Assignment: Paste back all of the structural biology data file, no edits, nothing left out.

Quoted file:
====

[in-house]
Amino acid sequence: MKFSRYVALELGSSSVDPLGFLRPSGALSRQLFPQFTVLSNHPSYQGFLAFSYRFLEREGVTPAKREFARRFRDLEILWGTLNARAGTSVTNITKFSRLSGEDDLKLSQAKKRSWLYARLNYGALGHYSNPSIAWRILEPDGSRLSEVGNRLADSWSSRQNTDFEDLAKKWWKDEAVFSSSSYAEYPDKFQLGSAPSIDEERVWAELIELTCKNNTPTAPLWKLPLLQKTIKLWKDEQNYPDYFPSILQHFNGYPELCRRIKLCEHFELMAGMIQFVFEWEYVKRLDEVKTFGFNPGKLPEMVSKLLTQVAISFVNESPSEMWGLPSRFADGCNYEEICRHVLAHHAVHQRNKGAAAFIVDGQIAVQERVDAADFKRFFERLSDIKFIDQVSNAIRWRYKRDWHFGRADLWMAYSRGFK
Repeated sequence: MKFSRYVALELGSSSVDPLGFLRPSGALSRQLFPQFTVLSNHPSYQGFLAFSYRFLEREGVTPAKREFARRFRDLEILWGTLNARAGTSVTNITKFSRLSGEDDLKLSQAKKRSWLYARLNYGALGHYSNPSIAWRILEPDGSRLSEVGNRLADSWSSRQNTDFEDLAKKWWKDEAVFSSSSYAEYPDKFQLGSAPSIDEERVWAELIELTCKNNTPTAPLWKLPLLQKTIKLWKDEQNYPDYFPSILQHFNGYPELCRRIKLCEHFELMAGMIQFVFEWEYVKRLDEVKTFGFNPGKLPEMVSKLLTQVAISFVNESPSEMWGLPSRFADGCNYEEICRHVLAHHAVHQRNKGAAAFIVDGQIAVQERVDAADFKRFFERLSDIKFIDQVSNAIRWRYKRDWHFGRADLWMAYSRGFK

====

[in-house]
Amino acid sequence: MKFSRYVALELGSSSVDPLGFLRPSGALSRQLFPQFTVLSNHPSYQGFLAFSYRFLEREGVTPAKREFARRFRDLEILWGTLNARAGTSVTNITKFSRLSGEDDLKLSQAKKRSWLYARLNYGALGHYSNPSIAWRILEPDGSRLSEVGNRLADSWSSRQNTDFEDLAKKWWKDEAVFSSSSYAEYPDKFQLGSAPSIDEERVWAELIELTCKNNTPTAPLWKLPLLQKTIKLWKDEQNYPDYFPSILQHFNGYPELCRRIKLCEHFELMAGMIQFVFEWEYVKRLDEVKTFGFNPGKLPEMVSKLLTQVAISFVNESPSEMWGLPSRFADGCNYEEICRHVLAHHAVHQRNKGAAAFIVDGQIAVQERVDAADFKRFFERLSDIKFIDQVSNAIRWRYKRDWHFGRADLWMAYSRGFK
Repeated sequence: MKFSRYVALELGSSSVDPLGFLRPSGALSRQLFPQFTVLSNHPSYQGFLAFSYRFLEREGVTPAKREFARRFRDLEILWGTLNARAGTSVTNITKFSRLSGEDDLKLSQAKKRSWLYARLNYGALGHYSNPSIAWRILEPDGSRLSEVGNRLADSWSSRQNTDFEDLAKKWWKDEAVFSSSSYAEYPDKFQLGSAPSIDEERVWAELIELTCKNNTPTAPLWKLPLLQKTIKLWKDEQNYPDYFPSILQHFNGYPELCRRIKLCEHFELMAGMIQFVFEWEYVKRLDEVKTFGFNPGKLPEMVSKLLTQVAISFVNESPSEMWGLPSRFADGCNYEEICRHVLAHHAVHQRNKGAAAFIVDGQIAVQERVDAADFKRFFERLSDIKFIDQVSNAIRWRYKRDWHFGRADLWMAYSRGFK